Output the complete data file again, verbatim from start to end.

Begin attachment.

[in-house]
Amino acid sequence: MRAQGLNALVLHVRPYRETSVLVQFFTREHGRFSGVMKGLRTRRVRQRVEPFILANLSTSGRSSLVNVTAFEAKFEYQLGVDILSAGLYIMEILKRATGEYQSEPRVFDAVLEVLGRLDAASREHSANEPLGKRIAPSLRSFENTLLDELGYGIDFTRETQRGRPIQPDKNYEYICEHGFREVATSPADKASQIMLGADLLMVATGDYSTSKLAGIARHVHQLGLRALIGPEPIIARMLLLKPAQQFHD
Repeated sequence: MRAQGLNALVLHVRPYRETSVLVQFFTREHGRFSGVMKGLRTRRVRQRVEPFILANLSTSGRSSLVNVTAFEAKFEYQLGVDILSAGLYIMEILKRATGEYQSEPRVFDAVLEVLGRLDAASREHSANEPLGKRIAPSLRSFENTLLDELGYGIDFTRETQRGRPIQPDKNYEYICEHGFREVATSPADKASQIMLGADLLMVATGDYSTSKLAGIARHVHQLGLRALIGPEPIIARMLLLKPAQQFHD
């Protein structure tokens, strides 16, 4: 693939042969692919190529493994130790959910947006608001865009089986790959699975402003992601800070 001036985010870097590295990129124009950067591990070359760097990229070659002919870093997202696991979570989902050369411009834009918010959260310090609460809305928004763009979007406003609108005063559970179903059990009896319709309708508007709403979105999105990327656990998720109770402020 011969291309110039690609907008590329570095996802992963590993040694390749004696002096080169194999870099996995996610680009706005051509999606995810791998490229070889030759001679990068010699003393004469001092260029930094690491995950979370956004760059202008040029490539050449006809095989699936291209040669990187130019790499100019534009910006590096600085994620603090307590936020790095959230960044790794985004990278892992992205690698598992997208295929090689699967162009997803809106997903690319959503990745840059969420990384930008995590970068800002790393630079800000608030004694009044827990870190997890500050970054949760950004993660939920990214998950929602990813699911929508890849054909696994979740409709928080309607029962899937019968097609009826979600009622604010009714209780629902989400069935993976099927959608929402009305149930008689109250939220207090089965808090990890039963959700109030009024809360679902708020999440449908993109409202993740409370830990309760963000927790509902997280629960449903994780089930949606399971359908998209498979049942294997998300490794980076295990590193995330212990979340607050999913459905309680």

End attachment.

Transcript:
[in-house]
Amino acid sequence: MRAQGLNALVLHVRPYRETSVLVQFFTREHGRFSGVMKGLRTRRVRQRVEPFILANLSTSGRSSLVNVTAFEAKFEYQLGVDILSAGLYIMEILKRATGEYQSEPRVFDAVLEVLGRLDAASREHSANEPLGKRIAPSLRSFENTLLDELGYGIDFTRETQRGRPIQPDKNYEYICEHGFREVATSPADKASQIMLGADLLMVATGDYSTSKLAGIARHVHQLGLRALIGPEPIIARMLLLKPAQQFHD
Repeated sequence: MRAQGLNALVLHVRPYRETSVLVQFFTREHGRFSGVMKGLRTRRVRQRVEPFILANLSTSGRSSLVNVTAFEAKFEYQLGVDILSAGLYIMEILKRATGEYQSEPRVFDAVLEVLGRLDAASREHSANEPLGKRIAPSLRSFENTLLDELGYGIDFTRETQRGRPIQPDKNYEYICEHGFREVATSPADKASQIMLGADLLMVATGDYSTSKLAGIARHVHQLGLRALIGPEPIIARMLLLKPAQQFHD
């Protein structure tokens, strides 16, 4: 693939042969692919190529493994130790959910947006608001865009089986790959699975402003992601800070 001036985010870097590295990129124009950067591990070359760097990229070659002919870093997202696991979570989902050369411009834009918010959260310090609460809305928004763009979007406003609108005063559970179903059990009896319709309708508007709403979105999105990327656990998720109770402020 011969291309110039690609907008590329570095996802992963590993040694390749004696002096080169194999870099996995996610680009706005051509999606995810791998490229070889030759001679990068010699003393004469001092260029930094690491995950979370956004760059202008040029490539050449006809095989699936291209040669990187130019790499100019534009910006590096600085994620603090307590936020790095959230960044790794985004990278892992992205690698598992997208295929090689699967162009997803809106997903690319959503990745840059969420990384930008995590970068800002790393630079800000608030004694009044827990870190997890500050970054949760950004993660939920990214998950929602990813699911929508890849054909696994979740409709928080309607029962899937019968097609009826979600009622604010009714209780629902989400069935993976099927959608929402009305149930008689109250939220207090089965808090990890039963959700109030009024809360679902708020999440449908993109409202993740409370830990309760963000927790509902997280629960449903994780089930949606399971359908998209498979049942294997998300490794980076295990590193995330212990979340607050999913459905309680």